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OS: Debian 10

$ cat /proc/cpuinfo

model name      : Intel(R) Core(TM) i7-9850H CPU @ 2.60GHz

$ lspci 
00:00.0 Host bridge: Intel Corporation 8th Gen Core Processor Host Bridge/DRAM Registers (rev 0d)

I think i7-9850H is intel 9th gen core processor. But why does lspci show 8th Gen?

Thanks a lot.

1 Answer 1

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lspci uses a community driven PCI database which might contain errors.

You may want to download its latest version and overwrite your Debian file (it's 100% safe) and see if the error has been fixed. If not, please submit new correct information.

Another possibility is that this particular device is shared between 8th generation and 9th generation CPUs, so it's shown to be the 8th generation though I've never seen Intel do this before.

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  • Thanks a lot for your answer. I have updated the file at /usr/share/misc/pci.ids. But lspci still shows 8th gen. For some reasons, I can not reboot my device now. So I don't know if the result will change after reboot or not. The cpu has stepping 13. It might not be a released version. I am not sure if this can be the cause or not.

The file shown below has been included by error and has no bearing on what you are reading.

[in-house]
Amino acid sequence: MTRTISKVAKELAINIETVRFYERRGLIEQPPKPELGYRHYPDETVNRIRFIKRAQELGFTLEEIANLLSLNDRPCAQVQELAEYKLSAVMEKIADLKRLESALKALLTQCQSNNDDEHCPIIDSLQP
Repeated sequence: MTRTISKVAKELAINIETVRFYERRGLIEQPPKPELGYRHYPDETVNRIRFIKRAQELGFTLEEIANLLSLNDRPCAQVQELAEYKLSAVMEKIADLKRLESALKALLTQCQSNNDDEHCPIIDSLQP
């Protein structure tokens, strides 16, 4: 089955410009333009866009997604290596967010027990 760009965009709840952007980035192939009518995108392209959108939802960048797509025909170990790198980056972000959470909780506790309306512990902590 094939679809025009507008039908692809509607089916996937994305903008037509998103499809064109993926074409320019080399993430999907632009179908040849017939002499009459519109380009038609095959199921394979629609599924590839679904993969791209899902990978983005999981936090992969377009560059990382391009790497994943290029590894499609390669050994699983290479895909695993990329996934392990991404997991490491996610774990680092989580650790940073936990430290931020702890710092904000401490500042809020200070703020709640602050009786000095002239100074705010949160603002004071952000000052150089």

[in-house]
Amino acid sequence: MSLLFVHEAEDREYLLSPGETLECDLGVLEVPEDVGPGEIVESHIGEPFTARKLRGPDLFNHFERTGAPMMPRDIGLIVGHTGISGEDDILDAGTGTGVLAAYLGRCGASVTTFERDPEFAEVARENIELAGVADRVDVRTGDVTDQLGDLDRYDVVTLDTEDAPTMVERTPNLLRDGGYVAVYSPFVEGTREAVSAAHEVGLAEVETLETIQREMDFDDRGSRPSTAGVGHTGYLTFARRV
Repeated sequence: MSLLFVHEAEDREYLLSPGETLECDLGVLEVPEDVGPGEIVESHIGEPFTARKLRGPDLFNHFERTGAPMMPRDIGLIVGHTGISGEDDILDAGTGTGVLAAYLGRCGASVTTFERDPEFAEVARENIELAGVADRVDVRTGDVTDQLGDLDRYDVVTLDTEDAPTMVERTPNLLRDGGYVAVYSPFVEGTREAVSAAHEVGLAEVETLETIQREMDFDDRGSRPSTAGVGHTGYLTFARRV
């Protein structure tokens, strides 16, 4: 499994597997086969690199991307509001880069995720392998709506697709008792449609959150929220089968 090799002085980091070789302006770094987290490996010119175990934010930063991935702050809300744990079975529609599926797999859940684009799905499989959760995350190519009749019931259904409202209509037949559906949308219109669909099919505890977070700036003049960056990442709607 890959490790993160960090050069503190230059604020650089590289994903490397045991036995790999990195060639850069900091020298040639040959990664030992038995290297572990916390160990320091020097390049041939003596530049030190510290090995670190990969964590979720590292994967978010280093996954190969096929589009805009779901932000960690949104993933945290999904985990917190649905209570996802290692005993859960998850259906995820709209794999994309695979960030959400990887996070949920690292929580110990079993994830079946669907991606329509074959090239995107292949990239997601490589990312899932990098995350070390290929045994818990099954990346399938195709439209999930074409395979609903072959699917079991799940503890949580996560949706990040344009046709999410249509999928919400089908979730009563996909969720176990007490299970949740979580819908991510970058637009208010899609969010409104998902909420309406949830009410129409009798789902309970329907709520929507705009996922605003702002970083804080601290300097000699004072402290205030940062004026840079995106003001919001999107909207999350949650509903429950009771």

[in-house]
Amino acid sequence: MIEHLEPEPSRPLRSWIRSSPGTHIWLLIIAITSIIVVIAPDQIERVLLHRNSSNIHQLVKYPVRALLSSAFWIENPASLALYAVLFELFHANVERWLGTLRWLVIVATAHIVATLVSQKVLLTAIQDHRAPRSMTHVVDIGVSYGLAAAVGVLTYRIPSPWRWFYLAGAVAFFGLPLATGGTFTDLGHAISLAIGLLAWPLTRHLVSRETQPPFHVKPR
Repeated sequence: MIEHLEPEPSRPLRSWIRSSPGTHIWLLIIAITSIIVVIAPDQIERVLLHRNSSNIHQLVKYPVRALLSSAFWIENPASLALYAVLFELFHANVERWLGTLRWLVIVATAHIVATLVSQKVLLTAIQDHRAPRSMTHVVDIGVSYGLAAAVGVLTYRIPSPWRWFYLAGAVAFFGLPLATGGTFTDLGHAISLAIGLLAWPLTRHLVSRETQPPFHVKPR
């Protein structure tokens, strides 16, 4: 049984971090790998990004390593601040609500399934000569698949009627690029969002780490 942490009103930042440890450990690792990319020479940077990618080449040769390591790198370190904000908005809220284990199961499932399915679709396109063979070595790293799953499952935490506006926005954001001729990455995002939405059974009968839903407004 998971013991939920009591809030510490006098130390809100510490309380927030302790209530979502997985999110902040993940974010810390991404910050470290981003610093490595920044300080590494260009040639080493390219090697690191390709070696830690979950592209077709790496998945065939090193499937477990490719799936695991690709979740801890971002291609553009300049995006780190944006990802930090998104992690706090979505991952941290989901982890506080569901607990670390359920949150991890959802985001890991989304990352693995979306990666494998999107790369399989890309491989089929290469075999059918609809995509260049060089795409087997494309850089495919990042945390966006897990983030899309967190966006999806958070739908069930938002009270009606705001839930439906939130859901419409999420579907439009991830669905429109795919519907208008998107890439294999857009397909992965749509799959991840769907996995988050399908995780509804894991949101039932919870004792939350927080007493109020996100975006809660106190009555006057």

– sgon00
    Mar 24, 2021 at 8:13
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    Debian even has a handy command to update the database, update-pciids (run it as root). Mar 24, 2021 at 9:44
  • @StephenKitt I like Fedora's approach - for all Fedora versions they always push the latest version of this file. No matter your Fedora version is, you at least can always identify your devices even if your PC is brand new. Mar 24, 2021 at 10:06
  • @Artem indeed, and Fedora’s package update policy is more flexible than Debian’s which helps in this case ;-). Mar 24, 2021 at 10:51

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